Their relationship evolved into a friendship, and the two frequently talked about each other's dreams and ambitions, their fears, insecurities and frustrations. Manning told him he was viciously made fun of in the military for being gay. Basic training was "difficult ... because of his sexuality," the man said.
"He had given me indication that the same type of thing that he had dealt with before, as far as verbal abuse, you know, emotional abuse, derogatory comments pertaining to his sexuality," the man told CNN.
Manning didn't recognize the treatment as discrimination, the man said.
"When it came to these things, I felt like he was frankly a little bit naive," the man said. "I didn't think he realized what was happening to him. ... I think at first he felt just terrible that people would say something like that to him, and embarrassed, obviously."
Manning was "probably more angry at the military and the whole way everything was run and that was probably why I felt like he was disgruntled towards the end," he added.
Apart from discrimination, the man said Manning had a rough go with his family. He had to leave his father's home, for unknown reasons, and became homeless. Manning drove across the country, living out of a beat-up red truck, working odd jobs, the man said.
In the Army now
After a short stint at Maryland's Montgomery College, and a pizza-delivery job for minimum wage, Manning enlisted in October 2007. He went to Fort Leonard Wood, Missouri, for basic training the next year.
Things did not go smoothly.
At an Arizona base in 2008 during advance training that would turn Manning into an intelligence analyst, the young soldier was reprimanded, the military said, without elaborating on details. Wired magazine reported that Manning had been caught uploading videos on YouTube in which he talked about classified buildings.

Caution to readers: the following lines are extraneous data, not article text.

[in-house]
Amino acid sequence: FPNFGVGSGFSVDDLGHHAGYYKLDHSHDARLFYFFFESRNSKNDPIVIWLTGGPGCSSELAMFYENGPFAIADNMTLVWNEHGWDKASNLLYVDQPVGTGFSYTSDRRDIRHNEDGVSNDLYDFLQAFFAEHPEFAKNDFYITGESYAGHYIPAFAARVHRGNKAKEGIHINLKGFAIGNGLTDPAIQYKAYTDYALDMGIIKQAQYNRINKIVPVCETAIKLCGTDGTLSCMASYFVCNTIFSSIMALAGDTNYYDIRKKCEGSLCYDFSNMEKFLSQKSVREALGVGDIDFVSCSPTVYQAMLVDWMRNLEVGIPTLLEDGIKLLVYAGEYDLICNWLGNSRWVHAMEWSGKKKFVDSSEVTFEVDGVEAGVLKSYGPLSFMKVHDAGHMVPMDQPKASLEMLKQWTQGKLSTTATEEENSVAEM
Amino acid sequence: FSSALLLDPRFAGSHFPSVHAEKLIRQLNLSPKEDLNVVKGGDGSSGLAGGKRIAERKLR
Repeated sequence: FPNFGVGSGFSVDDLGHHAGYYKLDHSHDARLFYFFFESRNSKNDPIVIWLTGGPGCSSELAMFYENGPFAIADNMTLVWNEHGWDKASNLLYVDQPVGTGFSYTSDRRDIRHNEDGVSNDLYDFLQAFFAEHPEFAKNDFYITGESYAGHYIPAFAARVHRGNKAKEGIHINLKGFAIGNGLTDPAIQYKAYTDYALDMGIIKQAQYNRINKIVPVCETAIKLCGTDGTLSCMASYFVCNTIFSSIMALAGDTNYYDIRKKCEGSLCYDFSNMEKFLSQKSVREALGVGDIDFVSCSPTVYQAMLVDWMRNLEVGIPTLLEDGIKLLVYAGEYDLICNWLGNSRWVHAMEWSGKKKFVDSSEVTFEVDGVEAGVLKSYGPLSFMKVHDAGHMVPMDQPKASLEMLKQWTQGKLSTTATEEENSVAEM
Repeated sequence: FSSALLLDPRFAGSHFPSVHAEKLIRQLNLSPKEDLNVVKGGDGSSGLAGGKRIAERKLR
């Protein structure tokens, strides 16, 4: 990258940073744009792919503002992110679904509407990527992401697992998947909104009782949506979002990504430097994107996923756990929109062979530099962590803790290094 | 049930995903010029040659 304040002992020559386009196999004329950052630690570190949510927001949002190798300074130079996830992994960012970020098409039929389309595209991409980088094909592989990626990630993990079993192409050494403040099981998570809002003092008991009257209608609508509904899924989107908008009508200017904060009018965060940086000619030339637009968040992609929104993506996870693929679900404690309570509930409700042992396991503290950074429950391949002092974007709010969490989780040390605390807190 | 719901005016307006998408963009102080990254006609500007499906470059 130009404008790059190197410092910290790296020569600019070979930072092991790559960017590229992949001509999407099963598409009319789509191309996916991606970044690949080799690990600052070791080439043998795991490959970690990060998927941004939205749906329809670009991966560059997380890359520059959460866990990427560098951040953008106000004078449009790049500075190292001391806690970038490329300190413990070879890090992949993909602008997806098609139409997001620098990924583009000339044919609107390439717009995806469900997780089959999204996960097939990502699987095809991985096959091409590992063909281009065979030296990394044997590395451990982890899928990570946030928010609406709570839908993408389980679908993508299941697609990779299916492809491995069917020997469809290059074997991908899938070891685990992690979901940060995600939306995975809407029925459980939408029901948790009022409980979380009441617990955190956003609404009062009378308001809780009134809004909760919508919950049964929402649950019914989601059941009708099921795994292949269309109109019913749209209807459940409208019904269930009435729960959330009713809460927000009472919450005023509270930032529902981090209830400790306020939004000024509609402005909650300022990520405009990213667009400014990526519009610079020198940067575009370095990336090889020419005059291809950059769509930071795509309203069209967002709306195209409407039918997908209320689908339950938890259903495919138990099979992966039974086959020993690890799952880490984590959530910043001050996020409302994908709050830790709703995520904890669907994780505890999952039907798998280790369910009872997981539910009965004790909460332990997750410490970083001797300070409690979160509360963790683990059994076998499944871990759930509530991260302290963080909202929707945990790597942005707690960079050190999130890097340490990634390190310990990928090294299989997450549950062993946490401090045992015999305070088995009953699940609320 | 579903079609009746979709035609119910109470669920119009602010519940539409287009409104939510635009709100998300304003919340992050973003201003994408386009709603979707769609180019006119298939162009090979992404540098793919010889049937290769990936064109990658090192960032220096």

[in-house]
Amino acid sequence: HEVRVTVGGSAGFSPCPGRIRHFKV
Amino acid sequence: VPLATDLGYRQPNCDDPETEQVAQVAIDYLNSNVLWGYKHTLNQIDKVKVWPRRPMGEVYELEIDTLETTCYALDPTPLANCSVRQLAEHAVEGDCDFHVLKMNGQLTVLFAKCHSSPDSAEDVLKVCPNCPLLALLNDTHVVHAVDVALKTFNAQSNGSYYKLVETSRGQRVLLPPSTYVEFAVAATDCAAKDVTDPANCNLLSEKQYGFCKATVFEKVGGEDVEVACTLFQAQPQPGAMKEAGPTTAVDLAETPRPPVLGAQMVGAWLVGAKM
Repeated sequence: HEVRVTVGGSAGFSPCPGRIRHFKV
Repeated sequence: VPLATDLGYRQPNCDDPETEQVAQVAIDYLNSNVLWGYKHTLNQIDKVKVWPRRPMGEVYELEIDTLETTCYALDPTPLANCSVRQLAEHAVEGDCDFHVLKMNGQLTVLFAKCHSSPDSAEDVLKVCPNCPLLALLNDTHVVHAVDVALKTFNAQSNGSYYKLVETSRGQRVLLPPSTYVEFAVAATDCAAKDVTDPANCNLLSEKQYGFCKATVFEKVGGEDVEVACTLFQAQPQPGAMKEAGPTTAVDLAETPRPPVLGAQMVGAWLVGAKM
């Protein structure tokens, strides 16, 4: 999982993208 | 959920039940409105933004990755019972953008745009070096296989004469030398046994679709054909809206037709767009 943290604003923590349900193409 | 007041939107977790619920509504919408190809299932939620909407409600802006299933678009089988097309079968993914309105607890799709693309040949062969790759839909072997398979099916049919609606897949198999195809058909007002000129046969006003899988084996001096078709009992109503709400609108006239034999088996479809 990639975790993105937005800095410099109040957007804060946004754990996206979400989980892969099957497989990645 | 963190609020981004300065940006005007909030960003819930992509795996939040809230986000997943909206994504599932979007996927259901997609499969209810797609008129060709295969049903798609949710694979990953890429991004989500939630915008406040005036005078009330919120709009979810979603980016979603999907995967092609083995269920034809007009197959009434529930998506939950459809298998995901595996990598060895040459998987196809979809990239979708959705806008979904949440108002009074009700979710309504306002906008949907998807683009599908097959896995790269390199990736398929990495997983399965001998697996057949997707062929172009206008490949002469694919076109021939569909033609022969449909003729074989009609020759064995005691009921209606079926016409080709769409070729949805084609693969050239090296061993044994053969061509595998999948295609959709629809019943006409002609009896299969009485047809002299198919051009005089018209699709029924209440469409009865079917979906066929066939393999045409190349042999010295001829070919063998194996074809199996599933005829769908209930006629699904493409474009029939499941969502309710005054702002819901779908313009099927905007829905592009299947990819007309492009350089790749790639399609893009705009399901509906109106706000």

Manning graduated advanced training and was sent to Iraq. He was given top-secret security clearance.
Manning was arrested in June 2010 in connection with the release of classified U.S. military combat video, which showed the shooting deaths of Iraqi civilians and two journalists in 2007 by a helicopter gunship.
He initially invoked the Fifth Amendment and refused to answer questions, a Pentagon official said, but in February, when he entered his guilty plea to certain charges, he spent more than an hour in court reading a statement detailing why and how he sent classified material to WikiLeaks.
A few months before his arrest, Manning was demoted a stripe to private for getting into a fight with another soldier, a military official told CNN. The circumstances were unclear.
The military first held Manning in a Kuwait jail for allegedly leaking the helicopter video, before moving him to Quantico.
When WikiLeaks published its Afghanistan war documents in July 2010 and Manning became the prime suspect in those leaks, people across the world weighed in. Some called him a traitor. Others banded together to support him.
"If he feels like no one out there cares, he's wrong," Jeff Paterson, an ex-Marine who started bradleymanning.org, said in 2010.
The online support network raised thousands for his defense, and WikiLeaks has continued to support Manning.
CNN's Larry Shaughnessy in Oklahoma and Atika Shubert and Andrew Carey in Wales contributed to this report, as well as CNN's Eliott C. McLaughlin, Chelsea J. Carter, Chris Lawrence, Barbara Starr, Laurie Ure, Amy Roberts and Taryn Fixel.